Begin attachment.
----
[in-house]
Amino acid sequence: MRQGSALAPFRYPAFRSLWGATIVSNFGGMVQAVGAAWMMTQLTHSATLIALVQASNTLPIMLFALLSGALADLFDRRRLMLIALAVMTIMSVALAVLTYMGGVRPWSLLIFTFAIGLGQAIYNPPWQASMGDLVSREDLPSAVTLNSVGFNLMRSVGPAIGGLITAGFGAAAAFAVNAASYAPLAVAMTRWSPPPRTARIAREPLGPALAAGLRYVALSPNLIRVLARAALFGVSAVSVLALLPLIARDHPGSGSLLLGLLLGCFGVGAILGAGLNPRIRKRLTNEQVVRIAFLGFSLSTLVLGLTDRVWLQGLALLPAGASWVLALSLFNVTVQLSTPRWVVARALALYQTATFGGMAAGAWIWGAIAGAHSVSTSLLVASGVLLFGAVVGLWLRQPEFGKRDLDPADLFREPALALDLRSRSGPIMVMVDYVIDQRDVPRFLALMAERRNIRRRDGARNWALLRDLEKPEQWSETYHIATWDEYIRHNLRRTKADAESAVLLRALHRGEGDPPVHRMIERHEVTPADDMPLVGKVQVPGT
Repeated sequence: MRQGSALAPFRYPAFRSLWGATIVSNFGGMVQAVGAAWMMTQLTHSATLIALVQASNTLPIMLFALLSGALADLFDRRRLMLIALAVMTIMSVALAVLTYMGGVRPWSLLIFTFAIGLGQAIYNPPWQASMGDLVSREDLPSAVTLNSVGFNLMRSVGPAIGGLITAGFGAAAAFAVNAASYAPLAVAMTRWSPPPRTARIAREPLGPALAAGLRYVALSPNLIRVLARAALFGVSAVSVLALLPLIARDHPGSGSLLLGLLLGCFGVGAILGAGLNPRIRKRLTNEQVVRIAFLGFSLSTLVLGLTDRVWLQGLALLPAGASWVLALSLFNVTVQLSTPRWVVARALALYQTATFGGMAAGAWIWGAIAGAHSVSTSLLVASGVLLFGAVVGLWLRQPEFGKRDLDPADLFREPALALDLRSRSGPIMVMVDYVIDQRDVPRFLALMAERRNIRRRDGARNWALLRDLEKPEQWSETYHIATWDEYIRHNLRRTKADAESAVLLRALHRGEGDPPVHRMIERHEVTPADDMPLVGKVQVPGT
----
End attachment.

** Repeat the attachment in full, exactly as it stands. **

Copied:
[in-house]
Amino acid sequence: MRQGSALAPFRYPAFRSLWGATIVSNFGGMVQAVGAAWMMTQLTHSATLIALVQASNTLPIMLFALLSGALADLFDRRRLMLIALAVMTIMSVALAVLTYMGGVRPWSLLIFTFAIGLGQAIYNPPWQASMGDLVSREDLPSAVTLNSVGFNLMRSVGPAIGGLITAGFGAAAAFAVNAASYAPLAVAMTRWSPPPRTARIAREPLGPALAAGLRYVALSPNLIRVLARAALFGVSAVSVLALLPLIARDHPGSGSLLLGLLLGCFGVGAILGAGLNPRIRKRLTNEQVVRIAFLGFSLSTLVLGLTDRVWLQGLALLPAGASWVLALSLFNVTVQLSTPRWVVARALALYQTATFGGMAAGAWIWGAIAGAHSVSTSLLVASGVLLFGAVVGLWLRQPEFGKRDLDPADLFREPALALDLRSRSGPIMVMVDYVIDQRDVPRFLALMAERRNIRRRDGARNWALLRDLEKPEQWSETYHIATWDEYIRHNLRRTKADAESAVLLRALHRGEGDPPVHRMIERHEVTPADDMPLVGKVQVPGT
Repeated sequence: MRQGSALAPFRYPAFRSLWGATIVSNFGGMVQAVGAAWMMTQLTHSATLIALVQASNTLPIMLFALLSGALADLFDRRRLMLIALAVMTIMSVALAVLTYMGGVRPWSLLIFTFAIGLGQAIYNPPWQASMGDLVSREDLPSAVTLNSVGFNLMRSVGPAIGGLITAGFGAAAAFAVNAASYAPLAVAMTRWSPPPRTARIAREPLGPALAAGLRYVALSPNLIRVLARAALFGVSAVSVLALLPLIARDHPGSGSLLLGLLLGCFGVGAILGAGLNPRIRKRLTNEQVVRIAFLGFSLSTLVLGLTDRVWLQGLALLPAGASWVLALSLFNVTVQLSTPRWVVARALALYQTATFGGMAAGAWIWGAIAGAHSVSTSLLVASGVLLFGAVVGLWLRQPEFGKRDLDPADLFREPALALDLRSRSGPIMVMVDYVIDQRDVPRFLALMAERRNIRRRDGARNWALLRDLEKPEQWSETYHIATWDEYIRHNLRRTKADAESAVLLRALHRGEGDPPVHRMIERHEVTPADDMPLVGKVQVPGT